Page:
The three-day week came into force on New Years Day 1974. The Christmas song that was the antidote to it remained at Number 1 until well into the middle of January. In fact, it was February before it dropped out of the charts. As the chorus makes clear, the song is very much a song for the New Year – looking ahead to the future – and not simply one about Christmas.

The Government’s battle with the miners continued to intensify and, refusing to back down, Heath called an election in February 1974. “Who governs Britain?” demanded Heath. “Not you!” the voters told him. He lost the election and embarked on what became known as the longest sulk in British political history. The National Union of Mineworkers secured their pay rise, returned to work and lived to fight another day. But they would be brutally smashed by the Thatcher Government a decade later and Britain’s pit communities decimated. Whatever the battles of the past, the challenge of climate change, of course, means that the only sensible coal policy today is to leave the rest of it in the ground.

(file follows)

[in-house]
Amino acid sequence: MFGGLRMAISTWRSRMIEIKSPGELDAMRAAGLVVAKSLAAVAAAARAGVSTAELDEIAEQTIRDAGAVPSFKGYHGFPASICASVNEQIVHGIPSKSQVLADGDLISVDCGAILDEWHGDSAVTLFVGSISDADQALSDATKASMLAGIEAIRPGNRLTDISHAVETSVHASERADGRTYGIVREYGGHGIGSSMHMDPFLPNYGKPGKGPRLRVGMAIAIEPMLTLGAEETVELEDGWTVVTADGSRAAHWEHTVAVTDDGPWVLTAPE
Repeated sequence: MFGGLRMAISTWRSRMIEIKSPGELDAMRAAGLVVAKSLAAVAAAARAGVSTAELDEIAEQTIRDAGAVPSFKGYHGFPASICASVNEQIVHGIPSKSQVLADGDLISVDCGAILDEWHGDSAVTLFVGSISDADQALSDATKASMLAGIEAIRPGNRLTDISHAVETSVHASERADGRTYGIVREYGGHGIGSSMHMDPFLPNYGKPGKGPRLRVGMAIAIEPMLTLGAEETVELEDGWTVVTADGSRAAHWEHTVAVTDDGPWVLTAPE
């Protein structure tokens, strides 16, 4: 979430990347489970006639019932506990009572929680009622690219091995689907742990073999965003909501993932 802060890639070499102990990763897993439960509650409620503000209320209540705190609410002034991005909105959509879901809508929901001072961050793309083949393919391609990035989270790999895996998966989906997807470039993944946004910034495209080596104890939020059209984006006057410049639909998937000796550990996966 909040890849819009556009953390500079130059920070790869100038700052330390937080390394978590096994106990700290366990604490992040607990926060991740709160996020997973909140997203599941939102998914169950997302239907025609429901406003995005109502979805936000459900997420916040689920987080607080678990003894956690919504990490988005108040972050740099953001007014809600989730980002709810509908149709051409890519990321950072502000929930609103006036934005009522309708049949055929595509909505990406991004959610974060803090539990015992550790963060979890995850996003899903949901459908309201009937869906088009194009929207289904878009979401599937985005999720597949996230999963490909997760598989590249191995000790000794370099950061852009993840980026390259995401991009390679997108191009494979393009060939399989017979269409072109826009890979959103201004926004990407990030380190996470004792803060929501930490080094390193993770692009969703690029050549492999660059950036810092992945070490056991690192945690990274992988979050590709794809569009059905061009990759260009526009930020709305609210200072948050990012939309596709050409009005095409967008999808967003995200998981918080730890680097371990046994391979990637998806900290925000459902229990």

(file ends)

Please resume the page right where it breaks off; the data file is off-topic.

Yet Slade’s Merry Xmas Everybody lives on, outliving the three-day week, Ted Heath, the miners and (in its original formation) even the band itself. That celebration of working class life in the festive season and the bright sunny optimism for a better future ahead still makes it the greatest Christmas song ever recorded.

It’s Christmaaaaaas!!!

http://www.slade.uk.com/

MXE

Previous live review: Slade at Minehead